For my birthday, a friend gave me a copy of “A Field Guide to Getting Lost,” by Rebecca Solnit. The title seemed appropriate, as this is a friend I used to get lost with all the time. We’ve happened upon glaciers in Canada, explored the Mojave desert by moonlight, and wondered through Berkeley on mushrooms. We’re good at getting lost.
Normally, I’m not really into books that just kind of explore ideas without plot or purpose, but this one is so beautifully written that I made it all the way through, underlining several passages along the way.
In one section of the book, she talks about “strays and captives,” people who are far from home, with every intention of returning from where they’re from. She writes about the “stunning reversal” that often happens when, at some point, “they came to be at home and what they had longed for became remote, alien, unwanted.” She goes on:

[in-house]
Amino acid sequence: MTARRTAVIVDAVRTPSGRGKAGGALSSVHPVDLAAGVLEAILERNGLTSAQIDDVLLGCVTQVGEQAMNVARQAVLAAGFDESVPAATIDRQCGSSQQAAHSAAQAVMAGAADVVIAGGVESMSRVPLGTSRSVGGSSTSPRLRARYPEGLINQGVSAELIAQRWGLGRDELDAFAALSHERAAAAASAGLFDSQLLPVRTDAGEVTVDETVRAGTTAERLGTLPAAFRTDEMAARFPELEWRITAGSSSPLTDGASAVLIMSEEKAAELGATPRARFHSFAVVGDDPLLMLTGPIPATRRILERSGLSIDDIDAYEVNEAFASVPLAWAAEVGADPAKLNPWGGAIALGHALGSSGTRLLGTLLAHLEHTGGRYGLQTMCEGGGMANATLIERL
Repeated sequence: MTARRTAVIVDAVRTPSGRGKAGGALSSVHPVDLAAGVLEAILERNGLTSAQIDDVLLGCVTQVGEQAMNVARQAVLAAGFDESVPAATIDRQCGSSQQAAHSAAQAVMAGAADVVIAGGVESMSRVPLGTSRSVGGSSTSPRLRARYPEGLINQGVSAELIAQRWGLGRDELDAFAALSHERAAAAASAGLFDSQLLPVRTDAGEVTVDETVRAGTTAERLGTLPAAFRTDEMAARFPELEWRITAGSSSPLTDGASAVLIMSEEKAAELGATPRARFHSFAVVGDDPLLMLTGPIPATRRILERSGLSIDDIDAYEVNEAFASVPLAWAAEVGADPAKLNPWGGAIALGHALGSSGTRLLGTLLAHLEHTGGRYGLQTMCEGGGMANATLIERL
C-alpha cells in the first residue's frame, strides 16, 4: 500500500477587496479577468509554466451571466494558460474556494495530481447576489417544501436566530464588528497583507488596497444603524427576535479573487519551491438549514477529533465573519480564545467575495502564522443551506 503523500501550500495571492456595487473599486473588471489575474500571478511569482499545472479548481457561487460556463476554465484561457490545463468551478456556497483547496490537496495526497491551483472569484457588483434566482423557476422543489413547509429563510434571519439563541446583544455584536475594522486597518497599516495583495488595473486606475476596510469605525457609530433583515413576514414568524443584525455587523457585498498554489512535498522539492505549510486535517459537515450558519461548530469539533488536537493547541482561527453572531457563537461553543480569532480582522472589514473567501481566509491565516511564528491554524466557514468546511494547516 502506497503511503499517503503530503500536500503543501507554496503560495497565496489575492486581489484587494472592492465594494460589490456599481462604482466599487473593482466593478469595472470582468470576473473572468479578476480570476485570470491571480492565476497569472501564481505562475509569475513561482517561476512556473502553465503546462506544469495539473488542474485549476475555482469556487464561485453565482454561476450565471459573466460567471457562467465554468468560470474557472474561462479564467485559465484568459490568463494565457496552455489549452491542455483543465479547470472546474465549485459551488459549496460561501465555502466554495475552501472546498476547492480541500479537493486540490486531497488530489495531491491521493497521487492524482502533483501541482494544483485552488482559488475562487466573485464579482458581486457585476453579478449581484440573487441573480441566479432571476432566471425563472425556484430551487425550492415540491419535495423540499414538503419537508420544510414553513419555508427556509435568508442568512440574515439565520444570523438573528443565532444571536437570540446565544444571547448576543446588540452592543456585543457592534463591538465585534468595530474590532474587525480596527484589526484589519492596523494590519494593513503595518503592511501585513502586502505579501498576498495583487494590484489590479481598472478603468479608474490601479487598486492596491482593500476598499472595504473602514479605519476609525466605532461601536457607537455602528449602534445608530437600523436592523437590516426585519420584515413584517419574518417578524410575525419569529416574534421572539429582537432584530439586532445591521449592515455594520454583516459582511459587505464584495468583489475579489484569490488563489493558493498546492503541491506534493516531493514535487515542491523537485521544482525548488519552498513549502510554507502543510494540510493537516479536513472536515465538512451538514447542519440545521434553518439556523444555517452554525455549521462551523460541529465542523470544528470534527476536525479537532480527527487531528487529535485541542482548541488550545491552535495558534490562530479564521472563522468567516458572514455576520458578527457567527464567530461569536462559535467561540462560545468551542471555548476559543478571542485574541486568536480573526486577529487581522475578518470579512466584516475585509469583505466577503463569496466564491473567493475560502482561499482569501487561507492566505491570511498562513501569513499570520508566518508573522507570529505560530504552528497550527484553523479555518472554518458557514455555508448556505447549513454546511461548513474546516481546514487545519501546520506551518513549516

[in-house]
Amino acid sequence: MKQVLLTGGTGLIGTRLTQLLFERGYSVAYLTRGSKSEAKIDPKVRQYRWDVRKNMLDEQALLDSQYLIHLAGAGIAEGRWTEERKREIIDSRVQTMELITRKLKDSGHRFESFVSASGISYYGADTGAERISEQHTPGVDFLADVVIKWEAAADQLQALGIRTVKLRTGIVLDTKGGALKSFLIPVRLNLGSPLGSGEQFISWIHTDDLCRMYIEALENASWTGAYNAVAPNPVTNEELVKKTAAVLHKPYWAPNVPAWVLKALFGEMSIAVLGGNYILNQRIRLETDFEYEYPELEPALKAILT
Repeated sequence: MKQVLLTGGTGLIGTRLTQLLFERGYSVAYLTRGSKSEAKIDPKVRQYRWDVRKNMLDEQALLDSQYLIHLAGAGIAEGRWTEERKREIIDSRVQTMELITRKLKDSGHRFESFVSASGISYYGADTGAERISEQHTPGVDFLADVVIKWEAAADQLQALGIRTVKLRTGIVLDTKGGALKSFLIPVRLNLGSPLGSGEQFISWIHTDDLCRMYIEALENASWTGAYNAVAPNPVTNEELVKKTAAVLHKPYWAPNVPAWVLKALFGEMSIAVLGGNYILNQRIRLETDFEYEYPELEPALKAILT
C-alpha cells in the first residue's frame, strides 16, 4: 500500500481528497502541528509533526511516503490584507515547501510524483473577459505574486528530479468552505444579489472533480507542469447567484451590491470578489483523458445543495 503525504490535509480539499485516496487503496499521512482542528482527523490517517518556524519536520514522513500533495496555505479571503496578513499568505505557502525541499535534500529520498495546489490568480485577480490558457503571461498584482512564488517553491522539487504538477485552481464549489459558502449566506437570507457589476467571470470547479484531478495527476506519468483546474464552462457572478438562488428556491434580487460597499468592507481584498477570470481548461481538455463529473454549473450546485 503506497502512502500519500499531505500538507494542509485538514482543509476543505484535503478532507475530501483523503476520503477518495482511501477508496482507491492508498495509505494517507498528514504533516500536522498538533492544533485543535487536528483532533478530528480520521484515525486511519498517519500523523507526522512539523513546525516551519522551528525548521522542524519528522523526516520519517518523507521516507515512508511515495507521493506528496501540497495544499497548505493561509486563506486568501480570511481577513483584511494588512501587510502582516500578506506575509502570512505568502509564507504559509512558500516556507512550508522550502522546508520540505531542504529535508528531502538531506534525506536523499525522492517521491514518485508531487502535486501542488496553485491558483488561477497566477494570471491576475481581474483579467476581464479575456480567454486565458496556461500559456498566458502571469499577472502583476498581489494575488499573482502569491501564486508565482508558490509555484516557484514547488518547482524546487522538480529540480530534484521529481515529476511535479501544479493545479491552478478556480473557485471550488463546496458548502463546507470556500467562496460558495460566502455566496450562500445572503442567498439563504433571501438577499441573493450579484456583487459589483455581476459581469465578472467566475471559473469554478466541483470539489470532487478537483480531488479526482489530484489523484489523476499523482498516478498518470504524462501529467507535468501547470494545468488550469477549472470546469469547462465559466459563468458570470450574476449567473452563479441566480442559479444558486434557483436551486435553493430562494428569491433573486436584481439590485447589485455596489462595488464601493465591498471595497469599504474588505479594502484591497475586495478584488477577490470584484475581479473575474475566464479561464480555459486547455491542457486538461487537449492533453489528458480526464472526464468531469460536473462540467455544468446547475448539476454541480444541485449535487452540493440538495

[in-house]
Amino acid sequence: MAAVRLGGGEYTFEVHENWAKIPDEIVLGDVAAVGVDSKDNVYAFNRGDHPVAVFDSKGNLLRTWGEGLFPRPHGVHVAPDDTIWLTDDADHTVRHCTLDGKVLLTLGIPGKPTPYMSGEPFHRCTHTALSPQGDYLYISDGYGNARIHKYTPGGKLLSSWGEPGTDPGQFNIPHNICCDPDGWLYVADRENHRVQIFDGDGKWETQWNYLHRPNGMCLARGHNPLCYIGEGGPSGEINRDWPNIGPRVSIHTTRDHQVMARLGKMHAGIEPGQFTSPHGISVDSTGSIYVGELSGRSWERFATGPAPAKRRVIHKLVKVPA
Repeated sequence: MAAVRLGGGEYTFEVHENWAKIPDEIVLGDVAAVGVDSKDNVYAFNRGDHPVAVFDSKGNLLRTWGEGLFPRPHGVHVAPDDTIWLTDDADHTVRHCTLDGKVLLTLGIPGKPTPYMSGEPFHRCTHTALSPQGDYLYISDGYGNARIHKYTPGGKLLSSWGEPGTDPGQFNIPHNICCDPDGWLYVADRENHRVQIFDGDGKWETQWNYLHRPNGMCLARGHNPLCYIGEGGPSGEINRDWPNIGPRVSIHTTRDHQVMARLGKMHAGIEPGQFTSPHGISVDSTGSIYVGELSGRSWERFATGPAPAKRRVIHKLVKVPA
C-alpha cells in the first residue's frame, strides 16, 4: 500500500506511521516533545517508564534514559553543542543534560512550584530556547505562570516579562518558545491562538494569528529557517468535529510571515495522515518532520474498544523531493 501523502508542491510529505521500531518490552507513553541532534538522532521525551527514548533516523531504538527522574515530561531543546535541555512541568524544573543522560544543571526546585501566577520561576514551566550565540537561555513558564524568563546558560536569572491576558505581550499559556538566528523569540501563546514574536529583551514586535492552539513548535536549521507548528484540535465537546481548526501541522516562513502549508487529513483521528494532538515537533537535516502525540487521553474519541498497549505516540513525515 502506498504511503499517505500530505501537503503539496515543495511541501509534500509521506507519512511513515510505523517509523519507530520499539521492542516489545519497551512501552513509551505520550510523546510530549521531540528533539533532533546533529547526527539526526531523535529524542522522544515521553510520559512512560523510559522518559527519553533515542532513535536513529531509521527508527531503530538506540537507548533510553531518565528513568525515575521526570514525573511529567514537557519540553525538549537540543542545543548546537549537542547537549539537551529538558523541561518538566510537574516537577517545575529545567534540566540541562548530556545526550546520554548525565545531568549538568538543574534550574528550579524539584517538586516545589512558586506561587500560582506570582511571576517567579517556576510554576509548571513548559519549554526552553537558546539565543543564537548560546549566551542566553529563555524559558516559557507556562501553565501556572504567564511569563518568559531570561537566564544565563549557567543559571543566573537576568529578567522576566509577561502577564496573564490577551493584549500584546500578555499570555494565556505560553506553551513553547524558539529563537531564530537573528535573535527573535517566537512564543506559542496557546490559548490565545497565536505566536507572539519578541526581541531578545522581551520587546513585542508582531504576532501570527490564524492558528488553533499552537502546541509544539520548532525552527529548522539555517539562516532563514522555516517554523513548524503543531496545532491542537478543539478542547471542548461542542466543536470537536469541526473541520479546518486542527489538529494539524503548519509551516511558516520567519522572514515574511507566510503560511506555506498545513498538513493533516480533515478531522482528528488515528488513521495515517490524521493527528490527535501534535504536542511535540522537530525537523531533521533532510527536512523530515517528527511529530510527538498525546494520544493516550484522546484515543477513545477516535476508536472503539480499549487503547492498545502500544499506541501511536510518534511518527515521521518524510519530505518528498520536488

For some, perhaps there was a moment when they realized that the old longings had become little more than habit and that they were not yearning to go home but had been home for some time…
I’ve been thinking about this in terms of stories and how to end them. So many stories are about people with old longings trying to find something or get somewhere, only to realize that what they really needed was right in front of them all along. It’s a satisfying ending.
The transformation of longing into recognition makes for good story because of the suffering that comes between the two. We try to get home, or go back, or find the love lost, but striving only brings suffering. When we let go and recognize that we are home, or that we have what we need, the suffering ends.
This is not true just for story either. It’s something to consider in our lives: the things we hang on to cause suffering. And maybe that’s why it rings so true in fiction.